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In uncertain times, female birds are more likely to cheat on their partners

In uncertain times, female birds are more likely to cheat on their partners

Are birds faithful to their sexual partners? This question has long fascinated researchers and nature lovers. New light on that complex issue may be shed by research conducted by Dr hab. Aneta Arct from the JU Institute of Environmental Sciences, who has studied the relationship between environmental conditions and frequency of extra-pair copulation among birds within the framework of a project funded by the National Science Centre.

Why are bird females unfaithful? Extra-pair copulation, that is, female’s copulation with a partner other than her social mate is a breeding strategy very common among birds. Although birds, like humans, form monogamous couples, molecular biology methods indicate that extra-pair offspring is found in over 90 percent of bird species.

In nature, every type of behaviour brings about certain costs and benefits. Hence, it is legitimate to ask a question what benefits are gained by females by cheating on their partners? The costs are obvious – by cheating, the female risks losing the partner and his indispensable help in raising offspring. Besides, extra-pair copulations can also increase the risk of contracting diseases and require additional time and effort which are worth their weight in gold during the short breeding season.

One of the hypotheses, known as the ‘bet-hedging hypothesis’, assumes that females can engage in extra-pair copulation in order to diversify the genes of their offspring and improve the chances of their survival in uncertain environmental conditions. In that way, at least some of the offspring can have genes that may prove useful under the changing conditions and are not in possession of their mother’s social mate. In addition, the offspring resulting from extra-pair copulations can be of better ‘quality’ and hence better suited to unfavourable environmental conditions. A number of studies, including those conducted by Dr hab. Aneta Arct and published in the journal Behavioural Ecology and Sociobiology, confirm that the offspring resulting from extra-partner copulation is better adapted to the environment and, consequently, has better chances of survival and reproduction. The females can also cheat on their partners to avoid inbreeding, that is, mating between closely genetically related individuals, which may lead to a number of negative consequences for the offspring. The results of meta-analytic studies presented by Dr hab. Aneta Arct’s team in Behavioral Ecology journal in 2015 indicated that those bird females who mated with males more genetically similar to themselves more often had extra-pair offspring.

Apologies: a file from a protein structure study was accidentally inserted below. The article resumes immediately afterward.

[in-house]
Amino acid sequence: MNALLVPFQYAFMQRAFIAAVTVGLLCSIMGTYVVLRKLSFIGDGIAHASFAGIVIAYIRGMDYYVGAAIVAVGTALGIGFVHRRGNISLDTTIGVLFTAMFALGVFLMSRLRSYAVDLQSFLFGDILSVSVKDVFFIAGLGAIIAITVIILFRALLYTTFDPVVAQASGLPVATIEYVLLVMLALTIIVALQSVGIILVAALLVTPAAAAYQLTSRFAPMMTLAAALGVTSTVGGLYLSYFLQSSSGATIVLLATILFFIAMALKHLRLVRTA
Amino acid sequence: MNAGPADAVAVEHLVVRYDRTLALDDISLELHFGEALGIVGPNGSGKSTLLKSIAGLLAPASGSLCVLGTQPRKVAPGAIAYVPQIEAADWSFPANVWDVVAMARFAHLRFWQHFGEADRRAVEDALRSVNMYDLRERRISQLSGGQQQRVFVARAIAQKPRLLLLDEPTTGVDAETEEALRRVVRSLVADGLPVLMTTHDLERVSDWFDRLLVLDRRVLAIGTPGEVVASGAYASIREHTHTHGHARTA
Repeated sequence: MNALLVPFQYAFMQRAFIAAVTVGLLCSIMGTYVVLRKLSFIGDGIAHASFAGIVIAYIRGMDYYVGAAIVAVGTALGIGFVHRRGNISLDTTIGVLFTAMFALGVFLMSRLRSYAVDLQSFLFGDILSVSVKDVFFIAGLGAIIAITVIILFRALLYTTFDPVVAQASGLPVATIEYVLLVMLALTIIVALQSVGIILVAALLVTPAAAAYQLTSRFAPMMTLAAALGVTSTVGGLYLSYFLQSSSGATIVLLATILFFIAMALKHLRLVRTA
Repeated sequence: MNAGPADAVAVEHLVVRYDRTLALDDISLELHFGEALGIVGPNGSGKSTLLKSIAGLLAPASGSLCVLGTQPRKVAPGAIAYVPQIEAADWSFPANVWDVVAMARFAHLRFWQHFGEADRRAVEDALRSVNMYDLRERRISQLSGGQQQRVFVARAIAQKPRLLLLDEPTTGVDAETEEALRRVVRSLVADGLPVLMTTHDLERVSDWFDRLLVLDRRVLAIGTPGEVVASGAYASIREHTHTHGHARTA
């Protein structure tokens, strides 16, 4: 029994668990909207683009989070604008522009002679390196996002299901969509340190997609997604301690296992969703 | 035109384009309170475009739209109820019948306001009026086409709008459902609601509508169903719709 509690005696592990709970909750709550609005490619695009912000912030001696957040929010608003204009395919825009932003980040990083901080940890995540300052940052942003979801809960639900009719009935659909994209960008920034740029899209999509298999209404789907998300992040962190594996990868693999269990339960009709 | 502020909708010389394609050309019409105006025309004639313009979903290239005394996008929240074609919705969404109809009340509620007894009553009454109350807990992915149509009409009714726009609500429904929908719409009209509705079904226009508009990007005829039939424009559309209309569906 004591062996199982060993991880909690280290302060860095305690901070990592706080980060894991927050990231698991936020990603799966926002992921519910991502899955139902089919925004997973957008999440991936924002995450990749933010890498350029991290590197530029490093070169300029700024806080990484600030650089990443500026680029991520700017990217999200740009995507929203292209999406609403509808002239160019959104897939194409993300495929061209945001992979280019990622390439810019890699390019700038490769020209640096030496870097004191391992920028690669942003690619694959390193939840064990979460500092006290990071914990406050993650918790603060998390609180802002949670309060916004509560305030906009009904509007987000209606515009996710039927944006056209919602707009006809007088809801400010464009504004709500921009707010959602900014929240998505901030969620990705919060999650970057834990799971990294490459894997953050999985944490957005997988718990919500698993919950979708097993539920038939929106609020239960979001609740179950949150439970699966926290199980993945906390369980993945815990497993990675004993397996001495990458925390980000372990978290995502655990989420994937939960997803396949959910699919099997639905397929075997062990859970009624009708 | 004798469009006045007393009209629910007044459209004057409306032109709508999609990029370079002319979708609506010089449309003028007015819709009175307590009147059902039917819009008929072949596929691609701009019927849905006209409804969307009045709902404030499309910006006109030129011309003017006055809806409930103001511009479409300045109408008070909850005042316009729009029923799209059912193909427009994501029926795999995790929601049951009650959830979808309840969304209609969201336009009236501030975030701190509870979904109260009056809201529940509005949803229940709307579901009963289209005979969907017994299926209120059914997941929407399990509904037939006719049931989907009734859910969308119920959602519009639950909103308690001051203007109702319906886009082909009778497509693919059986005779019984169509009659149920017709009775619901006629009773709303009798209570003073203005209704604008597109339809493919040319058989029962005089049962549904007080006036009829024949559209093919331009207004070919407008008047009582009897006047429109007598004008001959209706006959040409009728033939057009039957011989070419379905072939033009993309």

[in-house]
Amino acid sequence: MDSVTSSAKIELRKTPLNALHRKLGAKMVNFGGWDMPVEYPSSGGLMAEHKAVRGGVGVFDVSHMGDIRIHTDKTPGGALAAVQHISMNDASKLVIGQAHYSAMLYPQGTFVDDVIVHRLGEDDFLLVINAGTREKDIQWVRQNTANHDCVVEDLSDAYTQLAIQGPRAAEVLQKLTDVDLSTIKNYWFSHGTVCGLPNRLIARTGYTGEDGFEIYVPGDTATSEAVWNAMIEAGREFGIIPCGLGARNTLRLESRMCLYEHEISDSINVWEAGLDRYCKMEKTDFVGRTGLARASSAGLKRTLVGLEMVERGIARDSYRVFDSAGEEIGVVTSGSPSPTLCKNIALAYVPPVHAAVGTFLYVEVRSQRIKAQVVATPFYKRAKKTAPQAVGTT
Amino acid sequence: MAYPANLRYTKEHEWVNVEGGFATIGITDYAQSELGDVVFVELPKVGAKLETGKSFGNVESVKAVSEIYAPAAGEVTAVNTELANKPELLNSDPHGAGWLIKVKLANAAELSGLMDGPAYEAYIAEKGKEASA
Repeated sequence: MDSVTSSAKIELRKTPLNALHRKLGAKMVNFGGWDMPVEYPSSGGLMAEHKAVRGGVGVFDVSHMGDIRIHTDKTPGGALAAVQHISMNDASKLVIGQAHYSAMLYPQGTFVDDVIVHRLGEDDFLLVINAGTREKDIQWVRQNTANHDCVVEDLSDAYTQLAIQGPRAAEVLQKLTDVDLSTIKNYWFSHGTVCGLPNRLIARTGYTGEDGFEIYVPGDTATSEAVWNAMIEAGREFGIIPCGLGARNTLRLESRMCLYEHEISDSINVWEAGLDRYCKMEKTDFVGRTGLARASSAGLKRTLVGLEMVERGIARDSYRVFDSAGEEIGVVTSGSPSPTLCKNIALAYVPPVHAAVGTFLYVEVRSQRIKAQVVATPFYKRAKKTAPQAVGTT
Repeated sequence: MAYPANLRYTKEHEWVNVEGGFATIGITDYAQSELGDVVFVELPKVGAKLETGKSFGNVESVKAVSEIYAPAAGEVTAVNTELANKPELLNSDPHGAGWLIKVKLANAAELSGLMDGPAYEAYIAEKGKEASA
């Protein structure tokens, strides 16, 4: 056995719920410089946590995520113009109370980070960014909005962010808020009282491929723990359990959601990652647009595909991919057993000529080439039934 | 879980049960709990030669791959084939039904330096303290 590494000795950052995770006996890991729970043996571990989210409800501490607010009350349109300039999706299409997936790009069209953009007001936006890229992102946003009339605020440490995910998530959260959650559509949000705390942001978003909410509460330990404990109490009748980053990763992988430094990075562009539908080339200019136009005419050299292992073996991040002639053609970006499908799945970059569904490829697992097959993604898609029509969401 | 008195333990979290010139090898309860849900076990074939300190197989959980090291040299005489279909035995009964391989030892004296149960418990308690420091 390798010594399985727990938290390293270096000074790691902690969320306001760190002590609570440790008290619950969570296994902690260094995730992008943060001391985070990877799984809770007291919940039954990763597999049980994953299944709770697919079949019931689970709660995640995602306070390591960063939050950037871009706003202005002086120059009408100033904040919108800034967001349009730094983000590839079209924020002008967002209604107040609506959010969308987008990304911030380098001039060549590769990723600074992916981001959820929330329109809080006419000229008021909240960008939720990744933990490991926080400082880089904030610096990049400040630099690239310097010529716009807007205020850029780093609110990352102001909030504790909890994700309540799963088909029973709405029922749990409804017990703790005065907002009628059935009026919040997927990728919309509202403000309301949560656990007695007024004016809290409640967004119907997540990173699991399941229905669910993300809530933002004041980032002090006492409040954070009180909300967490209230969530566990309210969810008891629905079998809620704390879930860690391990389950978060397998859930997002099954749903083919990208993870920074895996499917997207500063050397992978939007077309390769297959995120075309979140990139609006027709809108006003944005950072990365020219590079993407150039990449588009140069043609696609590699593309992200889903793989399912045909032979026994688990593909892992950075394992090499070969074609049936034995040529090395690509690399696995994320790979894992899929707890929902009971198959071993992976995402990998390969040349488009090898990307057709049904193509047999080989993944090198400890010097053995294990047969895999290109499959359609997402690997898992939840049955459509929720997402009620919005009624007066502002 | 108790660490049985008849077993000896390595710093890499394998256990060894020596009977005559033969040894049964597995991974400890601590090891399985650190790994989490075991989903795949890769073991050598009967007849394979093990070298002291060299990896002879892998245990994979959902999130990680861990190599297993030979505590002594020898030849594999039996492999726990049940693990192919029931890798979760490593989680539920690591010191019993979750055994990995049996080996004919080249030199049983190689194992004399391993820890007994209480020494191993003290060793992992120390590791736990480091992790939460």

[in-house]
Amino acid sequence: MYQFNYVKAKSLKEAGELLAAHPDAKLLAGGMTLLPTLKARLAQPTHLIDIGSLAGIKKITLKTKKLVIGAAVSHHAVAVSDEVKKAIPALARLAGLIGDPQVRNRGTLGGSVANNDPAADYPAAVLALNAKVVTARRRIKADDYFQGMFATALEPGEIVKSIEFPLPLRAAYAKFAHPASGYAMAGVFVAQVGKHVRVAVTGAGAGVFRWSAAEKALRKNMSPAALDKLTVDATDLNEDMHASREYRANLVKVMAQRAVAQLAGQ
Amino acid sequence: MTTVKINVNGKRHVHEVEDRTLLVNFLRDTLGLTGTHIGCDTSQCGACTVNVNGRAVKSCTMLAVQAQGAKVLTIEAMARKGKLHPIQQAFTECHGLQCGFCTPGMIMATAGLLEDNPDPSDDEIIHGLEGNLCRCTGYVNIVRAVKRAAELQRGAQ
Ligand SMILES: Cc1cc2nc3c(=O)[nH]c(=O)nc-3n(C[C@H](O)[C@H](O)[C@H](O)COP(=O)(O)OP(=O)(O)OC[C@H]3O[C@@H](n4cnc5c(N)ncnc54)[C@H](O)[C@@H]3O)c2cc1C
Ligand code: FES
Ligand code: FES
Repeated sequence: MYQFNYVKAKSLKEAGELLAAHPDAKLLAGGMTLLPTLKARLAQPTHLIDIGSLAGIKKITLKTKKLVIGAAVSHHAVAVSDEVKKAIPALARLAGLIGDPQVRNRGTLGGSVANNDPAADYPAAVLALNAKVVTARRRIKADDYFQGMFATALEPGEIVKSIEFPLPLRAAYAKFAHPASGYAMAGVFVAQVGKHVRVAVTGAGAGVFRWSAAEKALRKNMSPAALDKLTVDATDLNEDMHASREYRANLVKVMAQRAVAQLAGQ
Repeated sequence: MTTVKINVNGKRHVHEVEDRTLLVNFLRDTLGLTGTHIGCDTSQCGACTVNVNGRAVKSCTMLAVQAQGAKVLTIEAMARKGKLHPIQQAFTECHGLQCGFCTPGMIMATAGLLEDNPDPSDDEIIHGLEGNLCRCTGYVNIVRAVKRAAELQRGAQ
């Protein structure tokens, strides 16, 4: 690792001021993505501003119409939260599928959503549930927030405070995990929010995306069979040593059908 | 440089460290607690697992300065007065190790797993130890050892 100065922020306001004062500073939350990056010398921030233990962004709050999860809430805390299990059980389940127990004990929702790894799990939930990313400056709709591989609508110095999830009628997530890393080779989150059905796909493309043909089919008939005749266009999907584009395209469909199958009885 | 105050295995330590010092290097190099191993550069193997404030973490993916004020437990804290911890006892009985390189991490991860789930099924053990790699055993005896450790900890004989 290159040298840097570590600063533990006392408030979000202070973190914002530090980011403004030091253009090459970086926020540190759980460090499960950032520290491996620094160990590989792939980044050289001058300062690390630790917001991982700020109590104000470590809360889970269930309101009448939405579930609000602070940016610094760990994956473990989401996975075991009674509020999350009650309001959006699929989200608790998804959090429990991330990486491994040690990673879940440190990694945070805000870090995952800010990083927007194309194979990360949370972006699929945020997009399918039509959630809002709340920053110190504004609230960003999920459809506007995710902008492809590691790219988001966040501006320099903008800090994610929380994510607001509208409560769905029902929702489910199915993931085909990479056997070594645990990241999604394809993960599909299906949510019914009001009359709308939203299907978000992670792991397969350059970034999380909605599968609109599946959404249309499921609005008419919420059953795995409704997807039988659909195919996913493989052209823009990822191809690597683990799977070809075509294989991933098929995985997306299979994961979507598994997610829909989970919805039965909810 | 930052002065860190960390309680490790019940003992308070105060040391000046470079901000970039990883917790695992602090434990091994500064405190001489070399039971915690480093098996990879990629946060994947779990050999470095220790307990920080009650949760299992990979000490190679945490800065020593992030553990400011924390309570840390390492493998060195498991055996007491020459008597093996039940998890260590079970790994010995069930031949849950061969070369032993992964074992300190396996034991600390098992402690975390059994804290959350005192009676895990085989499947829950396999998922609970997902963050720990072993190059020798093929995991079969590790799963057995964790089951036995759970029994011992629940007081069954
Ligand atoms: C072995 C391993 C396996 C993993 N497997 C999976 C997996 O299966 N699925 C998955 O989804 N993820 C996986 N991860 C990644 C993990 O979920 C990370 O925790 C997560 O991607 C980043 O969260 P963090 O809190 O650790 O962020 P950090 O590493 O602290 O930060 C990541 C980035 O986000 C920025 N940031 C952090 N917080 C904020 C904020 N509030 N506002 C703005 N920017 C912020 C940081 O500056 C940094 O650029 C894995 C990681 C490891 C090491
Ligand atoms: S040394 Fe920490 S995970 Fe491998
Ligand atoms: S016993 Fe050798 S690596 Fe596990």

The hypothesis that in unfavourable circumstances, such as draught, food shortage or extreme temperatures, the females may look for genes from an extra-pair partner, which could increase their offspring’s chances of survival, was tested by synthesising the results of research papers published to date.

Based on the analysis of metadata from 240 studies on 165 bird species, it was indicated that environmental conditions (such as climate conditions, geographic location, or primary production) have an impact on the probability of birds’ involvement in extra-pair copulations. This significant part of the project provided some insight into ecological processes regulating different patterns of extra-pair partner choice.

As part of the project, Dr hab. Aneta  Arct’s team has also analysed the available weather data and compared them to long-term data documenting the natural population of blue tit (Cyanistes caeruleus) nesting on the Swedish Island of Gotland. This ongoing research is carried out by Dr hab. Aneta Arct in collaboration with Prof. Mariusz Cichoń and Dr. hab. Szymon Drobniak from the JU Institute of Environmental Sciences and Prof. Lars Gustafson from Uppsala University.

The results of the joint research, recently published in Behavioral Ecology, show that blue tit females more often have extra-pair offspring when they experience large fluctuations of air temperature.

The blue tit is a common bird popular with researchers, which frequently visits gardens and bird feeders. Tits, like humans, form monogamous relationships, however, as indicated by Dr hab. Aneta Arct’s studies, they also lead a secret life, which may be a strategy of coping with changing environmental conditions.

The research conducted as part of the project shed new life on birds’ complex reproductive strategies, which can result from their adaptation to environmental conditions. The results of the project can contribute to solving one of the greatest evolutionary mysteries, consisting in answering the question why females so often engage in extra-pair mating. The studies can also shed new light on the evolution of sexual behaviour of humans and other animal species, also contributing to the better understanding of limitations to phenotypic plasticity, which is key to maintaining biodiversity.

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